I believe we are witnessing the democratization of influence that is both compelling and revolutionary. From #BlackLivesMatter to #rohingya to #MeToo, we’ve heard voices that were previously silent becoming louder and clearer on the issues that matter to them. We are seeing a seismic shift in the balance of power. We are heading towards a truer form of direct democracy.
Today, we are inspired and building up our voices. But tomorrow will be about action that leads to change. What comes next will determine if we can heal this fractured world, or if we will be driven to greater polarization and discord.
Which brings me to my next point: we must build and use technology for good. We must stop allowing technology to be used to divide us. Instead, we can capitalize on technology’s great strengths to connect and empower individuals to deliver the social outcomes we seek. When used for good, technology can build trust, level the playing field and allow us to measure against our common goals to change the state of the world. More importantly, technology can simplify social engagement.
But we need to make it as simple as Amazon and Facebook to connect the empowered individual to social change. As easy as it is to voice your opinion today through technology, it needs to be even easier to get involved in causes more deeply than through a hashtag and beyond the march.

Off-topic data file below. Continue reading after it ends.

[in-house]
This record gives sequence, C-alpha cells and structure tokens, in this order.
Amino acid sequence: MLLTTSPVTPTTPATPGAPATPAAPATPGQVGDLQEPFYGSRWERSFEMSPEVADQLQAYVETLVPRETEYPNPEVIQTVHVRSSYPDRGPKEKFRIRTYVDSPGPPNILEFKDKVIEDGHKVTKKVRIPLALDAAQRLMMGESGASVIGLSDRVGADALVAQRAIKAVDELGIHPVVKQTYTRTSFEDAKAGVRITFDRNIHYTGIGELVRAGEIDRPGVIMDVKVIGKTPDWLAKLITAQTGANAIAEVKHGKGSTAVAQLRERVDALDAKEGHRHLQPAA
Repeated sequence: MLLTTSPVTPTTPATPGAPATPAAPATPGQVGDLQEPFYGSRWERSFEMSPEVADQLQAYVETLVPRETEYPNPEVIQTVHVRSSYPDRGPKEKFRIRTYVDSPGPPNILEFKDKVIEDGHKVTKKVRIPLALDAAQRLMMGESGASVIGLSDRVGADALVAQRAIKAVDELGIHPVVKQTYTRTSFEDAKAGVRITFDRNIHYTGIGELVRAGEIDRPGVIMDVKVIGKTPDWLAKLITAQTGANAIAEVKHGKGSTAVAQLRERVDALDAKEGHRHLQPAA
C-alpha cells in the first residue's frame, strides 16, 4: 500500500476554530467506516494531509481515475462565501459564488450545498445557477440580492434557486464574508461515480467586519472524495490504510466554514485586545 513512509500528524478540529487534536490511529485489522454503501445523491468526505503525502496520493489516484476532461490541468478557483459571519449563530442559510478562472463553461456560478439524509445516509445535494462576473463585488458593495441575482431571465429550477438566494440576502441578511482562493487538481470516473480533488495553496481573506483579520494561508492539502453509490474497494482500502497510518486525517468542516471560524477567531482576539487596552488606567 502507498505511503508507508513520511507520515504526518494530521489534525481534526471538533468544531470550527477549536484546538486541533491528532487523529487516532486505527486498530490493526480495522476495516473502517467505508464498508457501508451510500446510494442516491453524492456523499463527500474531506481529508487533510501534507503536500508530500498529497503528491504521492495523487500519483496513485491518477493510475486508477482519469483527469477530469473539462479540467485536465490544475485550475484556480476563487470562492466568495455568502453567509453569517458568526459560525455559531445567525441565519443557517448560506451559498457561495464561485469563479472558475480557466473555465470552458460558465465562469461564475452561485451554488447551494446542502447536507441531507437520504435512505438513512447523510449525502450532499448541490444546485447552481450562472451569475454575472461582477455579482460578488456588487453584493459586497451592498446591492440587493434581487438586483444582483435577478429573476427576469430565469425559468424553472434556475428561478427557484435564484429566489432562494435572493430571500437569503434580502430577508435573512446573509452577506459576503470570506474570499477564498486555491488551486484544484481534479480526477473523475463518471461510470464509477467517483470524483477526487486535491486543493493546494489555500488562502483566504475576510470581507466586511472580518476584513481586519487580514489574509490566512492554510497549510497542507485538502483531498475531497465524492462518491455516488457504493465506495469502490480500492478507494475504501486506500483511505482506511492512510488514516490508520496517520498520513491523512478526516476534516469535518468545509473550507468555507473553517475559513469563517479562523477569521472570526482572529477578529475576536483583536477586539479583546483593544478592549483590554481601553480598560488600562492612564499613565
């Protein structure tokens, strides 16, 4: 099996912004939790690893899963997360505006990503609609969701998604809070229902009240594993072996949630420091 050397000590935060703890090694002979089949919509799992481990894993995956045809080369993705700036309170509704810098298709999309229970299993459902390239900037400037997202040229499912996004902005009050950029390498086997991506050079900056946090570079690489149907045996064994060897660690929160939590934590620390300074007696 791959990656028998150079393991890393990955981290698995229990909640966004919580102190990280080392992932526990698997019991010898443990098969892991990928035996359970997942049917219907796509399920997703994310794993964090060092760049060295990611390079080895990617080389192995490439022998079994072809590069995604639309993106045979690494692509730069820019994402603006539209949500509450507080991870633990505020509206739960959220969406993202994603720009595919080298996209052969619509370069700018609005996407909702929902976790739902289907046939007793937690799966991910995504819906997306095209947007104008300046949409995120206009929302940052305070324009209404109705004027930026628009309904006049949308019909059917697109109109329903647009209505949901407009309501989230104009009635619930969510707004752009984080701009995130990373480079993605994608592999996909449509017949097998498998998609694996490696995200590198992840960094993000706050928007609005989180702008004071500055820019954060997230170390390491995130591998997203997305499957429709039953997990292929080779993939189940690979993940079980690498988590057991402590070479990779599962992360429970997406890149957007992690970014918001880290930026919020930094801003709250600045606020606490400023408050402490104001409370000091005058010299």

If we create platforms that allow citizen philanthropists to become informed and connected to the causes they care about, they can become a significant part of the solution. We must connect everyday activists to significant change-making strategies and opportunities, whether through deepened knowledge, through volunteering their time and talent, or by being in the ring with key decision-makers.
It is only through active participation in the solution that we can begin to respect diversity of thought, and value collaboration between opposing forces. This shift is the key to healing our fractured world.
So how do we reach this new world? By three important steps:
– Lead by example. Build a culture in our own organizations that gives people room to pursue and dig deep on the issues they want to change.
– Make it easy. Capitalize on the scalable tools and technology that make it easy for activated individuals to go deeper on the causes they care the most about.
– Follow one north star. Orient your organization towards achieving the common goals you have identified, such as the Sustainable Development Goals. This will ensure we break down our silos and work in a more aligned, collaborative fashion.
When we embrace and harness the influence of our activated citizens, we can connect them to the outcomes our world desperately needs. We can channel constructive, rational dialogue and opportunities for action. Let’s be ready for tomorrow, and the uniting change it will bring.
Have you read?
- The social safety net is not ready for the next tech revolution. Here’s why
- It’s time for a new social contract
- How to fight fast fashion, by a Filipino social entrepreneur
- Whale brains can teach us about our own social structures
Originally published at www.weforum.org.